• Is this what we’ve come to? Death threats against psychic cephalopods? Have we no decency?
  • Scott Adams imagines a cashless world. Maybe. But it makes me nervous. Sue and I recently went to a cash basis for most our spending. It has really forced us to economize and stick to a budget. Credit cards are too great a temptation.
  • The latest on the fight between Jezebel and the Daily Show. I have only seen one of Olivia Munn’s segments but she seems pretty funny, hot or not.
  • I rarely actually laugh out loud at something on the internet. But Catalog Living has caught me twice. Here’s a good one.
  • Political Links:

  • God damn it. What is it with government know-it-alls continually flunking basic economics.
  • The media stopped calling torture by its name when Bush began to dispute whether things like waterboarding were torture. They still called it torture when China did it. Well, not any more.
  • Climategate is now five for five in investigations of scientific fraud. They are also five or five in being rebuked for asshole behavior and a lack of transparency. The response of the Right? Call it a whitewash.
  • My unending question: what is the post of having liberals around if the most liberal court in the nation decides that being innocent does not get you out of jail if you filed your motion too late?
  • Sarah Attempts Foreign Policy

    Sarah Palin recently put up a facebook note that is being hailed in some quarters as her first brilliant foray into foreign policy.

    Bullshit. It’s nothing but slogans and talking points nailed and glued together. Clever quips that mean nothing and Right Wing dog whiste blowing. She doesn’t say anything original or, indeed, accurate. This is what the GOP has come to: a speech that Rush Limbaugh wouldn’t open his show with on a bad day shows someone is a serious politico.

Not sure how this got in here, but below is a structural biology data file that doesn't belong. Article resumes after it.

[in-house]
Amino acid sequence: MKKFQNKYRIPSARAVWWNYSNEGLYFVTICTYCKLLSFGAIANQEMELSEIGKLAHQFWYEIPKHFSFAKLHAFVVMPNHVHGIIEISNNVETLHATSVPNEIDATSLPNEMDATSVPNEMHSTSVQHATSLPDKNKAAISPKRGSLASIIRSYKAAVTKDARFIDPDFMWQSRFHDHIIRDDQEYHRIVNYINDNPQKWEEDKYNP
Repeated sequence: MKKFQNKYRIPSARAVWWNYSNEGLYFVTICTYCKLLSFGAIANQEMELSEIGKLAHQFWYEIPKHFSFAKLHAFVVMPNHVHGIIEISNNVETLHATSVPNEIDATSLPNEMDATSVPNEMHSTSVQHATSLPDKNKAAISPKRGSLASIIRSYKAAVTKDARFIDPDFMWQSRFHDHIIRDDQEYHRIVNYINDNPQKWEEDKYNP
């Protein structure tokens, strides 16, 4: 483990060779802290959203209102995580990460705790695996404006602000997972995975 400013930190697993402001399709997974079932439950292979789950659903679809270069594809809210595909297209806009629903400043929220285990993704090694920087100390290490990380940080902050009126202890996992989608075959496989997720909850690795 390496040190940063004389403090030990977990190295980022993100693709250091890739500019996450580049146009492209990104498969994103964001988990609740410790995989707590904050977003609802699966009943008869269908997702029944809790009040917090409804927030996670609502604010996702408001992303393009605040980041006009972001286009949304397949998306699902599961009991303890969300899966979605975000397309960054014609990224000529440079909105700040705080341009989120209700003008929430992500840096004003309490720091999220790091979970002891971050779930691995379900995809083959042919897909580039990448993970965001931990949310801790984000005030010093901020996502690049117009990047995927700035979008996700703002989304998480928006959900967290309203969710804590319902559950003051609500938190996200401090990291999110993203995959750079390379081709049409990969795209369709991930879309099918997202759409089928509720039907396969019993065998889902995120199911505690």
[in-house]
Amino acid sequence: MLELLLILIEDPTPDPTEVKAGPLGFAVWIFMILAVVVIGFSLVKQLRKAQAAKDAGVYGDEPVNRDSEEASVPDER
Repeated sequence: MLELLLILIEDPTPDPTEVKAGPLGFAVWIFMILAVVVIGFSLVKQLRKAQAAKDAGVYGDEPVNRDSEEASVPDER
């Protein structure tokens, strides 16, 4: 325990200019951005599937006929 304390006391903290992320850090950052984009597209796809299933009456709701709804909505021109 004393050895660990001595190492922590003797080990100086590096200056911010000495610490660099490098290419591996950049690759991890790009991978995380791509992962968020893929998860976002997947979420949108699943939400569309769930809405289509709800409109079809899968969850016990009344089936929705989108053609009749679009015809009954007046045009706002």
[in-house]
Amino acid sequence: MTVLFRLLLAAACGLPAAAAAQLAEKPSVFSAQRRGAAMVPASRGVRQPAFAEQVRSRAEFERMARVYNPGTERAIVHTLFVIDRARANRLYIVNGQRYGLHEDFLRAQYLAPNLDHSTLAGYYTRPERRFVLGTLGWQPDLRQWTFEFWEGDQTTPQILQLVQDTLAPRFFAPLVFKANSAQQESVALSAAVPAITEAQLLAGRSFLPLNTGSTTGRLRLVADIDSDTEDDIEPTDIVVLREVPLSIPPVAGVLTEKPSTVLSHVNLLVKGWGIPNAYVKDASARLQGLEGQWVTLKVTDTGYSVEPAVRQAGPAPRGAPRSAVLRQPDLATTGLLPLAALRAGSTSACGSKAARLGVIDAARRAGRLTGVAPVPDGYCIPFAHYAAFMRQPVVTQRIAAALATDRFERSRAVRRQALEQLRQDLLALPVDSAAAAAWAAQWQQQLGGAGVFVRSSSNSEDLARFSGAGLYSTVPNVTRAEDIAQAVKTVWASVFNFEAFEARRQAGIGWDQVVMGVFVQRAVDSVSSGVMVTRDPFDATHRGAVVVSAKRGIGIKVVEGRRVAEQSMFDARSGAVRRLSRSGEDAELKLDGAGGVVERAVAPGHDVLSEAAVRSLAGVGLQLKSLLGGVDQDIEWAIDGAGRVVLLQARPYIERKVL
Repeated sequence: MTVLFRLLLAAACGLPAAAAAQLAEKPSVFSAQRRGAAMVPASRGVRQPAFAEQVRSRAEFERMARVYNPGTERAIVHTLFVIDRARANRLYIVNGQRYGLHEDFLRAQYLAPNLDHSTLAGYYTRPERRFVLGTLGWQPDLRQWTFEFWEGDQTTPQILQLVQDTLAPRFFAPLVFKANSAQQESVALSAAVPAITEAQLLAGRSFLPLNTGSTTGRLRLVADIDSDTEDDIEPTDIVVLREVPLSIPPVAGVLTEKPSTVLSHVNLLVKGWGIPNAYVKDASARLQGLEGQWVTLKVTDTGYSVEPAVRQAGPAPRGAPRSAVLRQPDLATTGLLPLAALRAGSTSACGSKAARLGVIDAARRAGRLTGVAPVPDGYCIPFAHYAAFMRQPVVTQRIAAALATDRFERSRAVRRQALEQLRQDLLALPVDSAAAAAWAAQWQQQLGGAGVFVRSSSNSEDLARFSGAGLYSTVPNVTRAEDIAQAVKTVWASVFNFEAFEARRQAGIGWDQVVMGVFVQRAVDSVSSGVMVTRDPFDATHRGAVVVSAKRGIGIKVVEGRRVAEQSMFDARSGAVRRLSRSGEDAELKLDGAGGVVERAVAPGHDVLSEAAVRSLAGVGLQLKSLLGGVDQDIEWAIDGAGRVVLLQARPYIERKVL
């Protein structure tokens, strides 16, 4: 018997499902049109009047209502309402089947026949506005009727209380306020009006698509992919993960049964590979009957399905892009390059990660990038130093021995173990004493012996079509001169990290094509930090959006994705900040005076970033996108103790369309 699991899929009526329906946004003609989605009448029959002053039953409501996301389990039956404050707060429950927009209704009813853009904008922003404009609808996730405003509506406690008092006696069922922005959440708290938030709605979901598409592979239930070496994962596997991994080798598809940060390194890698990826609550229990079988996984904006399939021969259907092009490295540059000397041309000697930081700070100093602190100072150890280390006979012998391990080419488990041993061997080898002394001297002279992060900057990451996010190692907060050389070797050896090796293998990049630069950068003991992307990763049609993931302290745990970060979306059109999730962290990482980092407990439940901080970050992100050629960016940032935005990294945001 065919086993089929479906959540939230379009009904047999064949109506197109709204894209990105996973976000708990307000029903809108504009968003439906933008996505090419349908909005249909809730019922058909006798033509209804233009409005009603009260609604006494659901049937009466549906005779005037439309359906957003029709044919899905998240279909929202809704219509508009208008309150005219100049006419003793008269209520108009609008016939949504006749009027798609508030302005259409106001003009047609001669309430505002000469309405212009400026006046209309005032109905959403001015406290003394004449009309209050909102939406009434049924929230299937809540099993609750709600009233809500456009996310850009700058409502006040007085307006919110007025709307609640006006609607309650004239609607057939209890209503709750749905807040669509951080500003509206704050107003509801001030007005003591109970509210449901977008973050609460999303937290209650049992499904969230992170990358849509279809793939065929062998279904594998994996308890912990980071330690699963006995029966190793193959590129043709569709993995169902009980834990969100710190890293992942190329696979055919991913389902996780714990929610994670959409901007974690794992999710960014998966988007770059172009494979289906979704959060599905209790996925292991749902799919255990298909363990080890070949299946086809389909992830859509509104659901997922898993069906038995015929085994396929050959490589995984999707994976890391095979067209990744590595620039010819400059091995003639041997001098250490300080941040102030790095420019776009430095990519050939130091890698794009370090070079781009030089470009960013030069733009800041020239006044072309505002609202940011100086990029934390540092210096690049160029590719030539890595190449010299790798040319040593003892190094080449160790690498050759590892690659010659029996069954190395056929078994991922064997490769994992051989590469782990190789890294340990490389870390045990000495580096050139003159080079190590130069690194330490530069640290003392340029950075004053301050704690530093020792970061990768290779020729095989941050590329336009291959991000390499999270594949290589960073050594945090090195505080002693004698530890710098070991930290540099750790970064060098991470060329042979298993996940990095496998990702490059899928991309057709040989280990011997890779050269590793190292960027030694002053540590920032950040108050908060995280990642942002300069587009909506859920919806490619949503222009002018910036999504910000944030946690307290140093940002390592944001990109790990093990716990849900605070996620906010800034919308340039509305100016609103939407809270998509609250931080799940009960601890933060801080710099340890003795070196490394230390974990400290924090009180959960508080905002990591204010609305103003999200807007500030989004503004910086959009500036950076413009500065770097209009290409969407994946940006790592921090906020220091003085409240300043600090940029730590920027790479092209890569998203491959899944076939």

Going into this, I should say that while I think Sarah Palin is ignorant on the issues, I don’t think she’s stupid. I just don’t think she cares about the issues enough to look into the subtleties and trade-offs (see a point here about her criticism of fruit fly research). She speaks entirely in talk radio bullet points and has no interest in facts, details or philosophy. Indeed, the only time she had a chance to get involved in policy, as a governor, she quit to get a job spouting talking points on Fox News and the talk circuit.

    This is all a game to her, a game of Celebrity. The goal is to get attention, adulation and money, not to actually solve problems or help the country. (Politicians who want to help their state don’t generally quit the second it gets tough). And this “brilliant” facebook note is a perfect example — a diatribe so thin even a third rate blogger can take it apart.

    Continue reading Sarah Attempts Foreign Policy